The answer is actually quite obvious since we're talking about functional programming: you need a function to do that. Let's say we want to combine several parsers in an either/or way. We have a parse_quoted_cell and parse_unquoted_cell for instance and want to have the result of the fitting one:

auto parse_result = parse_quoted_cell(stream);
if (parse_result.first.type == Token::failure)
    return parse_unquoted_cell(stream);
return parse_result;

That can be easily generalized:

using Parse_result = std::pair<Token, Stream>;
using Parser = std::function<Parse_result(Stream)>;

Parser either_or(Parser f, Parser s) {
    return [f,s](Stream s) {
        auto res = f(stream);
        if (res.first.type == Token::failure) return s(stream);
        return res;
    };
}

"Either / or" isn't the only composition type you need. There's also an "and then". For instance, to parse a cell, you need to either parse a quoted or an unquoted cell, but also either a separator or the end of file. How would you do that? With a function, of course, and it would look like this:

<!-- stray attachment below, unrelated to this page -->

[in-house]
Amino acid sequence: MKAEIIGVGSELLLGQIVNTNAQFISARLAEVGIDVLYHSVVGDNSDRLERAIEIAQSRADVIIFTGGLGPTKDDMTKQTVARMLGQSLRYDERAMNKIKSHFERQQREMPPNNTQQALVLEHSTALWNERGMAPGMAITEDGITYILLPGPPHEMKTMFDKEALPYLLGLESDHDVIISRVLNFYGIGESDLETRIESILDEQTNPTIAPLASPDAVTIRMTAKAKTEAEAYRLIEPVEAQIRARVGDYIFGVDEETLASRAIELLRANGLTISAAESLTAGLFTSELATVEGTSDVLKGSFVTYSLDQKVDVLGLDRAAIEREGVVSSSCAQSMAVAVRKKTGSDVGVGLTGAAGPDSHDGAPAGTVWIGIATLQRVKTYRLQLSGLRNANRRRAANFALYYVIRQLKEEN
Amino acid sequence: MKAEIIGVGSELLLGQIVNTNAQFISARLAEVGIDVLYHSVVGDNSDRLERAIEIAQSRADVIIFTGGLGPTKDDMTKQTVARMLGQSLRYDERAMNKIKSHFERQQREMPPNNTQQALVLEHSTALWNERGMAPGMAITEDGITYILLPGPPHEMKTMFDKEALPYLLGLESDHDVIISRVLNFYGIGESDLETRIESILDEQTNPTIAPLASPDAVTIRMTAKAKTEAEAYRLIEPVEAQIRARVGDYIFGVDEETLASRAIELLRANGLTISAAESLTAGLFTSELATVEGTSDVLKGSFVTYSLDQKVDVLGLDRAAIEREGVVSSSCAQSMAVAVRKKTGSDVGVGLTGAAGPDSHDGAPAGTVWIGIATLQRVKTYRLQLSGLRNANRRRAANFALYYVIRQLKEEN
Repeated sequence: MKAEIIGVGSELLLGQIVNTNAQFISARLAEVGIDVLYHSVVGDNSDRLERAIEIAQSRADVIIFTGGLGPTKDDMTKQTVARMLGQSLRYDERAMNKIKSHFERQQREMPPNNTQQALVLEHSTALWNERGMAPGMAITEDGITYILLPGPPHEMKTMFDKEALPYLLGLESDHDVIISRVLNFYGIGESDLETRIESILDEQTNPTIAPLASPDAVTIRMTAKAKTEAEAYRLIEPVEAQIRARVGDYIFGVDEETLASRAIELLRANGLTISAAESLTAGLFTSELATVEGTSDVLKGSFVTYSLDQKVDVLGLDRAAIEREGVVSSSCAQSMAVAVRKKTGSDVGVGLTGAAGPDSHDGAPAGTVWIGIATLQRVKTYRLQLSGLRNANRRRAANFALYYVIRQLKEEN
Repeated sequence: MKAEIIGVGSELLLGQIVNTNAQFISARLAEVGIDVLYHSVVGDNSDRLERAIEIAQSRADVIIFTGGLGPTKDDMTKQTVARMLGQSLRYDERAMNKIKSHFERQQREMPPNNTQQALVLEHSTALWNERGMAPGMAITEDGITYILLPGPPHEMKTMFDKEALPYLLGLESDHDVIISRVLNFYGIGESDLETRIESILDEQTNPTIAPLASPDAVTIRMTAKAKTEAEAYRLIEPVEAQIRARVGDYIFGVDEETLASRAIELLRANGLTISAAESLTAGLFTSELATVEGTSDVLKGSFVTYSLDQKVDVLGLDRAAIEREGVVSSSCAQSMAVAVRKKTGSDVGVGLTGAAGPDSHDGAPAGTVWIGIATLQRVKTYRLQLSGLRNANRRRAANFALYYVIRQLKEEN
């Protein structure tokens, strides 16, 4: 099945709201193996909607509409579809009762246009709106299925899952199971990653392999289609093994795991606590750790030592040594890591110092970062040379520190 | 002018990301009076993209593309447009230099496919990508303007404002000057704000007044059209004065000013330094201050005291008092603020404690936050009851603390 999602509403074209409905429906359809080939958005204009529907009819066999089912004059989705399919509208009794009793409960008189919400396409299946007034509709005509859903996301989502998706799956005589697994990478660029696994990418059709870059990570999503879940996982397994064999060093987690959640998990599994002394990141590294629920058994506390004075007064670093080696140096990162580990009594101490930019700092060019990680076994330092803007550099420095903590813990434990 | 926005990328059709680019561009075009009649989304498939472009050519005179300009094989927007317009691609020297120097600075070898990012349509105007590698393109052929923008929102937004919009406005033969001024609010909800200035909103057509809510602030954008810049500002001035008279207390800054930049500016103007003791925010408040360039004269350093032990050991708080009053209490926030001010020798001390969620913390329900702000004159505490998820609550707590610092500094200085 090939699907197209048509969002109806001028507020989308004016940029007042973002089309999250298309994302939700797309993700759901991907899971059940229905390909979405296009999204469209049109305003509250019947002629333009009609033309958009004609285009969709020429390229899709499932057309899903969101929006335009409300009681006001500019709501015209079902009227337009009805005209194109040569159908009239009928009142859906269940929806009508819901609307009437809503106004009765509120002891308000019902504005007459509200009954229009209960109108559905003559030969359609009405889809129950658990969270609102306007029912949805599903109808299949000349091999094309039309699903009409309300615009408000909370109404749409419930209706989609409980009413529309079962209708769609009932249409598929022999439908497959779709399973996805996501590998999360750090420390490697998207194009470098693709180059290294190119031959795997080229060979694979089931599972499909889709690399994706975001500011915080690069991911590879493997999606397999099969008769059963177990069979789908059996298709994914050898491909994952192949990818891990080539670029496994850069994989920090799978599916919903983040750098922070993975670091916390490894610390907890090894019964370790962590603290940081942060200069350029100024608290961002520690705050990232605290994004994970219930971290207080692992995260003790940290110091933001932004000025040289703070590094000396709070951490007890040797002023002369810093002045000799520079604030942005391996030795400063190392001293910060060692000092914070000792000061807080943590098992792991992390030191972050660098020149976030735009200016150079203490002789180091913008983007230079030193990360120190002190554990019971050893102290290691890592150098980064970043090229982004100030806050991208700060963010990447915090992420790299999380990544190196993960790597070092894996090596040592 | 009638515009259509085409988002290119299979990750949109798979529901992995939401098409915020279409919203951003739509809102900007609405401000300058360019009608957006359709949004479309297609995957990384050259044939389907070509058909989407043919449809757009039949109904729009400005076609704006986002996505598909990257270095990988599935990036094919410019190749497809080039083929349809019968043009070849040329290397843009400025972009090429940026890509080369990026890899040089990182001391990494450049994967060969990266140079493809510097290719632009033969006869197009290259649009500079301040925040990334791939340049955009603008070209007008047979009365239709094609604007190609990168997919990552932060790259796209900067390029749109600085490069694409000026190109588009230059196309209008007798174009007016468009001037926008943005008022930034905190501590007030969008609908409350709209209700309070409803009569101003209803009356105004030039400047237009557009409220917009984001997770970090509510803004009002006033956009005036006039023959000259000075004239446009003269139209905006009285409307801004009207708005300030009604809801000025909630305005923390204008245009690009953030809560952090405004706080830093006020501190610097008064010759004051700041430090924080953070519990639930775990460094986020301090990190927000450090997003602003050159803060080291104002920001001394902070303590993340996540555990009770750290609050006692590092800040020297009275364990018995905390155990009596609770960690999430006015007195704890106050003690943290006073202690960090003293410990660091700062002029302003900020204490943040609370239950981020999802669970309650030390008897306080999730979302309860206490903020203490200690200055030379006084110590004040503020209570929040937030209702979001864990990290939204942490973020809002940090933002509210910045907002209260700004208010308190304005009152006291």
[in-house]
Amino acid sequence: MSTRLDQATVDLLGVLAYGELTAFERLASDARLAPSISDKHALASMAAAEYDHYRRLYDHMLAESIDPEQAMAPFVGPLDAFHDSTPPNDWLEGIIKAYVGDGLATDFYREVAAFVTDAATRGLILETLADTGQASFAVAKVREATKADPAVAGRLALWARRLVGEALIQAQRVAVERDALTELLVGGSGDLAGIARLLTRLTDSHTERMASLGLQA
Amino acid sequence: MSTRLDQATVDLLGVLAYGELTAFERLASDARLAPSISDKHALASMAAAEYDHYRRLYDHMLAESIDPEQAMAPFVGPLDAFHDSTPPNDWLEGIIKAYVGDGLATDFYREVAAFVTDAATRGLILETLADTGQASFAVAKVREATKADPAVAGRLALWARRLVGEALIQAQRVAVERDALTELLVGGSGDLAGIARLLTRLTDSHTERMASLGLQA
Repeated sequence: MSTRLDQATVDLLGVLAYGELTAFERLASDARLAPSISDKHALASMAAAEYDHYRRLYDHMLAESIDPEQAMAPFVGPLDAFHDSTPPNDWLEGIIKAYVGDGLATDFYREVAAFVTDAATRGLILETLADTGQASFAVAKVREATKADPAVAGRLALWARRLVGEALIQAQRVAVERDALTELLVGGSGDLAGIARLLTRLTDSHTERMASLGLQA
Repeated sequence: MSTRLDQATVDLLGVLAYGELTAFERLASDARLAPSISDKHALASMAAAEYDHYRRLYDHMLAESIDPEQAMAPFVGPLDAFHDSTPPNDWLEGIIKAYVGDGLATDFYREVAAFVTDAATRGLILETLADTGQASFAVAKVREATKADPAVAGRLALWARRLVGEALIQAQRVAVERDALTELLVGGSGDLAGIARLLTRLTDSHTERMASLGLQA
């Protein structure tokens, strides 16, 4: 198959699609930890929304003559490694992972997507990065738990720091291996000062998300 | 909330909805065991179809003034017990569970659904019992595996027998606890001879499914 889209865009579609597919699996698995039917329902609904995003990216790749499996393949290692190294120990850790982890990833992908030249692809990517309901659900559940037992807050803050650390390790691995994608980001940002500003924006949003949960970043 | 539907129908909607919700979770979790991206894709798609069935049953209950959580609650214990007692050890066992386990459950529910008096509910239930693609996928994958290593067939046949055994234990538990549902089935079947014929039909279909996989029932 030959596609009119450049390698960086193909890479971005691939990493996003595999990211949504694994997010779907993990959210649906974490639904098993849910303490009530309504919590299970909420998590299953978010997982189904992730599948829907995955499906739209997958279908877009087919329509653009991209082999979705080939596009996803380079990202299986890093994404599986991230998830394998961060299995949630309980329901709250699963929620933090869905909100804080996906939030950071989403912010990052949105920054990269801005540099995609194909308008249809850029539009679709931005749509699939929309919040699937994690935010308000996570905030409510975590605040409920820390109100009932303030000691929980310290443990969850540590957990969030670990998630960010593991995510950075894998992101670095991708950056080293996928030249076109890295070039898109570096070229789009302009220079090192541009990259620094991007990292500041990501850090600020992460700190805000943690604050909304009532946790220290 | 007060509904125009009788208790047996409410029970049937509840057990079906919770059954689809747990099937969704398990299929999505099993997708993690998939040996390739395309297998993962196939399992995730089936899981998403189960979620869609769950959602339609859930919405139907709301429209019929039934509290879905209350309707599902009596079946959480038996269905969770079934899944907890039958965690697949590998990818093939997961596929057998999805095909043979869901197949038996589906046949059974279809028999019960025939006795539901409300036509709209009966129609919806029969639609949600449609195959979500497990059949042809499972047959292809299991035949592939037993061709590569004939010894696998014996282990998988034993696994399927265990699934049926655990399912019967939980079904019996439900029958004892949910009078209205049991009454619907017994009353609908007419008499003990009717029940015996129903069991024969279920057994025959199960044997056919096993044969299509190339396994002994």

Parser and_then(Parser f, Parser s) {
    return [f,s](Stream s) {
        auto res = f(stream);
        if (res.first.type == Token::failure) return res;
        auto res2 = s(res.second);
        return Parse_result(combine(res.first, res2.first), res2.second);
    };
}

Now we can create our cell parser from our building blocks:

Parser parse_cell = and_then(either_or(parse_quoted_cell, parse_unquoted_cell),
                             either_or(parse_separator, parse_eof));

It is rather interesting to see that parse_quoted_cell can itself be built from other building blocks:

Parser parse_quoted_cell = and_then(and_then(parse_quote, parse_unquoted_cell),
                                    parse_quote);

There are many cases where the same parser must be applied an unknown number of times. For instance, to parse the whole file, parse_cell should be applied repeatedly, until the end of file:

Parser parse_file = repeat(parse_cell);

where repeat can be defined recursively:

Parser repeat(Parser p) {